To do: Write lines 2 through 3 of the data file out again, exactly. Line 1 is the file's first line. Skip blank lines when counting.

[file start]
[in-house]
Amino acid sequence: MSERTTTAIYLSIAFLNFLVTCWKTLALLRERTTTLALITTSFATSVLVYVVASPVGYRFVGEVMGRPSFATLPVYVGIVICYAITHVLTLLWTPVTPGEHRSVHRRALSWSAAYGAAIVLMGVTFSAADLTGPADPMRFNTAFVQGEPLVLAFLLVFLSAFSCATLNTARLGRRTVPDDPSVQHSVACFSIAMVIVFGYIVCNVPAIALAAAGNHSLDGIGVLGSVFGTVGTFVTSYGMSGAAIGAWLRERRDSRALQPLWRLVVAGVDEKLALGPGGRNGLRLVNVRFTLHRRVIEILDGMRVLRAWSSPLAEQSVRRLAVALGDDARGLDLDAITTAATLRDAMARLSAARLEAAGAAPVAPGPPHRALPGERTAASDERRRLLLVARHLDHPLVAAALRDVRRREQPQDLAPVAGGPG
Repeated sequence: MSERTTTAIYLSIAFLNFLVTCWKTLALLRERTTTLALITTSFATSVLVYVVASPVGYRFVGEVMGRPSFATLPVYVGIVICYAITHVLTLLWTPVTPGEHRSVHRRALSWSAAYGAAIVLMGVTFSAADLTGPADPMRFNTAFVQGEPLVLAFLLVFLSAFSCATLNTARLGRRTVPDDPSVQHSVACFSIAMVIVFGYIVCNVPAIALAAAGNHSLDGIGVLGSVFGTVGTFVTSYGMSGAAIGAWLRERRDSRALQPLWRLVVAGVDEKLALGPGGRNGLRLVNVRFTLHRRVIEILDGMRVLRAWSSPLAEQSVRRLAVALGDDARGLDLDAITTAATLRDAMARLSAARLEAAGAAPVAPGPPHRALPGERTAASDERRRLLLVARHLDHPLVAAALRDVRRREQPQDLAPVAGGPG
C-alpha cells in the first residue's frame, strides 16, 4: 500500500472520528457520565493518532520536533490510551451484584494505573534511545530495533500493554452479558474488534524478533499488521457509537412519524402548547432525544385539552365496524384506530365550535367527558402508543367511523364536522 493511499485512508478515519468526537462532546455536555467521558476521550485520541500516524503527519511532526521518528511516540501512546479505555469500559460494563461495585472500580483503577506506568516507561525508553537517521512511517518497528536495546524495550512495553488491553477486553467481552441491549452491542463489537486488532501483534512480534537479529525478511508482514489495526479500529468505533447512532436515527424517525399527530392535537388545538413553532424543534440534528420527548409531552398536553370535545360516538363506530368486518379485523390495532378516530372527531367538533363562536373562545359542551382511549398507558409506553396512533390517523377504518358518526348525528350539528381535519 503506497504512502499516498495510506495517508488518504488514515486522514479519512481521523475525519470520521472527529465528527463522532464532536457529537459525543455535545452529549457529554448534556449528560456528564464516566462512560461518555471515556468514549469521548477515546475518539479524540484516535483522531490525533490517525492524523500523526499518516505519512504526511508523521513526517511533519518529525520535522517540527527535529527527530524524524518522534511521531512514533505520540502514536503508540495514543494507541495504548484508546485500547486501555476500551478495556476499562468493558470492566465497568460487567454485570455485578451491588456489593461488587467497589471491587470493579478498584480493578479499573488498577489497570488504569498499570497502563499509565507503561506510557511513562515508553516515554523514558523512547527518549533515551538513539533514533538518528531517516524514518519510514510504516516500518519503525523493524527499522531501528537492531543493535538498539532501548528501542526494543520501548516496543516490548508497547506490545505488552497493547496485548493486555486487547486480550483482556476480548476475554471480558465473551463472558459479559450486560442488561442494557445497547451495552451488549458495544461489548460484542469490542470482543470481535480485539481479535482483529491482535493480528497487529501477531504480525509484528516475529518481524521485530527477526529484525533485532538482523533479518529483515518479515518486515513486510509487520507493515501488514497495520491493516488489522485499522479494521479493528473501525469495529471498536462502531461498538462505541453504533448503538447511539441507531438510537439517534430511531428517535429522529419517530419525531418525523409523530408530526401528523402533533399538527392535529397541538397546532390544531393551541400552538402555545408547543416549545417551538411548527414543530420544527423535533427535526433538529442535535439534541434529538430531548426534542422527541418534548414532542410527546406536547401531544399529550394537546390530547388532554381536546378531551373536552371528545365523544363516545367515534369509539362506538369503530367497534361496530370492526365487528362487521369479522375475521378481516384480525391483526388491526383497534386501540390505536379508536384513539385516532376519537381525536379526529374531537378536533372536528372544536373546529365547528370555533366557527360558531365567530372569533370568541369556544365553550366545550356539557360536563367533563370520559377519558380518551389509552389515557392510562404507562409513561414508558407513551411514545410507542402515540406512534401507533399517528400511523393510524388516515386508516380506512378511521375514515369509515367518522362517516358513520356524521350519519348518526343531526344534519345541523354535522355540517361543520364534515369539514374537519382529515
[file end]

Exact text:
Amino acid sequence: MSERTTTAIYLSIAFLNFLVTCWKTLALLRERTTTLALITTSFATSVLVYVVASPVGYRFVGEVMGRPSFATLPVYVGIVICYAITHVLTLLWTPVTPGEHRSVHRRALSWSAAYGAAIVLMGVTFSAADLTGPADPMRFNTAFVQGEPLVLAFLLVFLSAFSCATLNTARLGRRTVPDDPSVQHSVACFSIAMVIVFGYIVCNVPAIALAAAGNHSLDGIGVLGSVFGTVGTFVTSYGMSGAAIGAWLRERRDSRALQPLWRLVVAGVDEKLALGPGGRNGLRLVNVRFTLHRRVIEILDGMRVLRAWSSPLAEQSVRRLAVALGDDARGLDLDAITTAATLRDAMARLSAARLEAAGAAPVAPGPPHRALPGERTAASDERRRLLLVARHLDHPLVAAALRDVRRREQPQDLAPVAGGPG
Repeated sequence: MSERTTTAIYLSIAFLNFLVTCWKTLALLRERTTTLALITTSFATSVLVYVVASPVGYRFVGEVMGRPSFATLPVYVGIVICYAITHVLTLLWTPVTPGEHRSVHRRALSWSAAYGAAIVLMGVTFSAADLTGPADPMRFNTAFVQGEPLVLAFLLVFLSAFSCATLNTARLGRRTVPDDPSVQHSVACFSIAMVIVFGYIVCNVPAIALAAAGNHSLDGIGVLGSVFGTVGTFVTSYGMSGAAIGAWLRERRDSRALQPLWRLVVAGVDEKLALGPGGRNGLRLVNVRFTLHRRVIEILDGMRVLRAWSSPLAEQSVRRLAVALGDDARGLDLDAITTAATLRDAMARLSAARLEAAGAAPVAPGPPHRALPGERTAASDERRRLLLVARHLDHPLVAAALRDVRRREQPQDLAPVAGGPG